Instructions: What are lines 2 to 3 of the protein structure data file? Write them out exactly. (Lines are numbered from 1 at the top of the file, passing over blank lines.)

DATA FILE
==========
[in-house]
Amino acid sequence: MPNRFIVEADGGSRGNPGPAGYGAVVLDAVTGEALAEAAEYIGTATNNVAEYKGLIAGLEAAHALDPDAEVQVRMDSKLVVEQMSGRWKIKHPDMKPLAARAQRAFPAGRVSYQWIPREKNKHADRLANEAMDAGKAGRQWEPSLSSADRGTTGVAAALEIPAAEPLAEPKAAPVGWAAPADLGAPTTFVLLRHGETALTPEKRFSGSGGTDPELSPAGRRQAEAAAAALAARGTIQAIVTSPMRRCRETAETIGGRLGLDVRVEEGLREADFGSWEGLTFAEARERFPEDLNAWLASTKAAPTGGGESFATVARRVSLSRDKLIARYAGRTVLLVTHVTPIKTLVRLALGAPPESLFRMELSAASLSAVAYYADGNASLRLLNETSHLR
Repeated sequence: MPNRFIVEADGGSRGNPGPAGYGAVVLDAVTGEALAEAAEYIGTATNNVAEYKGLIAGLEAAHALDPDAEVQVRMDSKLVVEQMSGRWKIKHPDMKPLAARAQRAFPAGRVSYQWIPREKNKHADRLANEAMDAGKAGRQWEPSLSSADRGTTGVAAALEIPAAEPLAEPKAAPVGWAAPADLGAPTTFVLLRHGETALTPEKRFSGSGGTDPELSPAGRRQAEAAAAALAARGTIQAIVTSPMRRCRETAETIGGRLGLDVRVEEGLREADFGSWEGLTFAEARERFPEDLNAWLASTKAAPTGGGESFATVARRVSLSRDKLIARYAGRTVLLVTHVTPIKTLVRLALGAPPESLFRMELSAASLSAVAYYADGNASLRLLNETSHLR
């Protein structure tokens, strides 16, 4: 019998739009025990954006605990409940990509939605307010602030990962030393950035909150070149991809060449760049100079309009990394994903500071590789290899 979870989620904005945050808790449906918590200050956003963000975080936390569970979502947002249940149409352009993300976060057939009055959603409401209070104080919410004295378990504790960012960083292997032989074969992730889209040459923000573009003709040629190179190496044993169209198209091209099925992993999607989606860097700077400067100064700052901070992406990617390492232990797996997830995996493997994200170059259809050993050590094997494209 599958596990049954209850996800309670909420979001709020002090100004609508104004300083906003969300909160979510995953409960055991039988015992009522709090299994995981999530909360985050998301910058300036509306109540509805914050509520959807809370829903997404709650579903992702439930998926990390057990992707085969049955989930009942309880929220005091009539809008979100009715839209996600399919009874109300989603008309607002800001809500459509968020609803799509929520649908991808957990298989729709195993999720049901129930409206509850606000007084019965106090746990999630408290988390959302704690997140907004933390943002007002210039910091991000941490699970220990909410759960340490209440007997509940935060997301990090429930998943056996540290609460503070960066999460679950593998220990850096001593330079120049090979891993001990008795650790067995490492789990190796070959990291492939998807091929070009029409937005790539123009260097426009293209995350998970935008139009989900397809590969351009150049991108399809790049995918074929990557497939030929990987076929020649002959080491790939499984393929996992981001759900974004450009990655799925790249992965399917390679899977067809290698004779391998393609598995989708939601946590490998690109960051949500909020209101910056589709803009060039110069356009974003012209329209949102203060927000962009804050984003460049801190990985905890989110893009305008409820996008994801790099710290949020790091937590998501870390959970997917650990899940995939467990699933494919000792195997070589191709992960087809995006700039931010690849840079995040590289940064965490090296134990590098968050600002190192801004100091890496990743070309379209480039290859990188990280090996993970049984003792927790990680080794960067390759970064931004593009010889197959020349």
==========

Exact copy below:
Amino acid sequence: MPNRFIVEADGGSRGNPGPAGYGAVVLDAVTGEALAEAAEYIGTATNNVAEYKGLIAGLEAAHALDPDAEVQVRMDSKLVVEQMSGRWKIKHPDMKPLAARAQRAFPAGRVSYQWIPREKNKHADRLANEAMDAGKAGRQWEPSLSSADRGTTGVAAALEIPAAEPLAEPKAAPVGWAAPADLGAPTTFVLLRHGETALTPEKRFSGSGGTDPELSPAGRRQAEAAAAALAARGTIQAIVTSPMRRCRETAETIGGRLGLDVRVEEGLREADFGSWEGLTFAEARERFPEDLNAWLASTKAAPTGGGESFATVARRVSLSRDKLIARYAGRTVLLVTHVTPIKTLVRLALGAPPESLFRMELSAASLSAVAYYADGNASLRLLNETSHLR
Repeated sequence: MPNRFIVEADGGSRGNPGPAGYGAVVLDAVTGEALAEAAEYIGTATNNVAEYKGLIAGLEAAHALDPDAEVQVRMDSKLVVEQMSGRWKIKHPDMKPLAARAQRAFPAGRVSYQWIPREKNKHADRLANEAMDAGKAGRQWEPSLSSADRGTTGVAAALEIPAAEPLAEPKAAPVGWAAPADLGAPTTFVLLRHGETALTPEKRFSGSGGTDPELSPAGRRQAEAAAAALAARGTIQAIVTSPMRRCRETAETIGGRLGLDVRVEEGLREADFGSWEGLTFAEARERFPEDLNAWLASTKAAPTGGGESFATVARRVSLSRDKLIARYAGRTVLLVTHVTPIKTLVRLALGAPPESLFRMELSAASLSAVAYYADGNASLRLLNETSHLR